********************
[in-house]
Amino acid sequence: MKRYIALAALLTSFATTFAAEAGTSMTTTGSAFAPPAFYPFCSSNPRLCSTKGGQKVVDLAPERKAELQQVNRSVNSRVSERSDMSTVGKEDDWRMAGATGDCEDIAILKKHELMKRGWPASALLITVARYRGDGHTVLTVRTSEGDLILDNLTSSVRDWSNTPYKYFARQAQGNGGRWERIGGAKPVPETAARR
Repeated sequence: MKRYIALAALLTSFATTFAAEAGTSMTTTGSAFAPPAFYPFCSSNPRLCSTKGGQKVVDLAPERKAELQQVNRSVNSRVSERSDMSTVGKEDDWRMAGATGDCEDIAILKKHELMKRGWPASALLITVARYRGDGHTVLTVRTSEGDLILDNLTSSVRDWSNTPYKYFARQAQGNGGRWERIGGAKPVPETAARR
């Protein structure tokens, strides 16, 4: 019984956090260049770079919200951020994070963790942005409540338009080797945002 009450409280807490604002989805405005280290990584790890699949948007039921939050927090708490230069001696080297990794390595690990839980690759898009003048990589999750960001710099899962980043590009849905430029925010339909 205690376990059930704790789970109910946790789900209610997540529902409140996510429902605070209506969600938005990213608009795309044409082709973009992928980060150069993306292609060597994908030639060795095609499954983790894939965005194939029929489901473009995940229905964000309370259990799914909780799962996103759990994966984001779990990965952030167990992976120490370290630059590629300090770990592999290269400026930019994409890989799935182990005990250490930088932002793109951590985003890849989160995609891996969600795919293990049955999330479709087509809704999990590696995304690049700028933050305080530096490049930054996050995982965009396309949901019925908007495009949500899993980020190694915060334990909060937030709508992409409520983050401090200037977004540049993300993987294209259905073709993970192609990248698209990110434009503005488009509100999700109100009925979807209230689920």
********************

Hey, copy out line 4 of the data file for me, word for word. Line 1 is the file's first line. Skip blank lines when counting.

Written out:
């Protein structure tokens, strides 16, 4: 019984956090260049770079919200951020994070963790942005409540338009080797945002 009450409280807490604002989805405005280290990584790890699949948007039921939050927090708490230069001696080297990794390595690990839980690759898009003048990589999750960001710099899962980043590009849905430029925010339909 205690376990059930704790789970109910946790789900209610997540529902409140996510429902605070209506969600938005990213608009795309044409082709973009992928980060150069993306292609060597994908030639060795095609499954983790894939965005194939029929489901473009995940229905964000309370259990799914909780799962996103759990994966984001779990990965952030167990992976120490370290630059590629300090770990592999290269400026930019994409890989799935182990005990250490930088932002793109951590985003890849989160995609891996969600795919293990049955999330479709087509809704999990590696995304690049700028933050305080530096490049930054996050995982965009396309949901019925908007495009949500899993980020190694915060334990909060937030709508992409409520983050401090200037977004540049993300993987294209259905073709993970192609990248698209990110434009503005488009509100999700109100009925979807209230689920």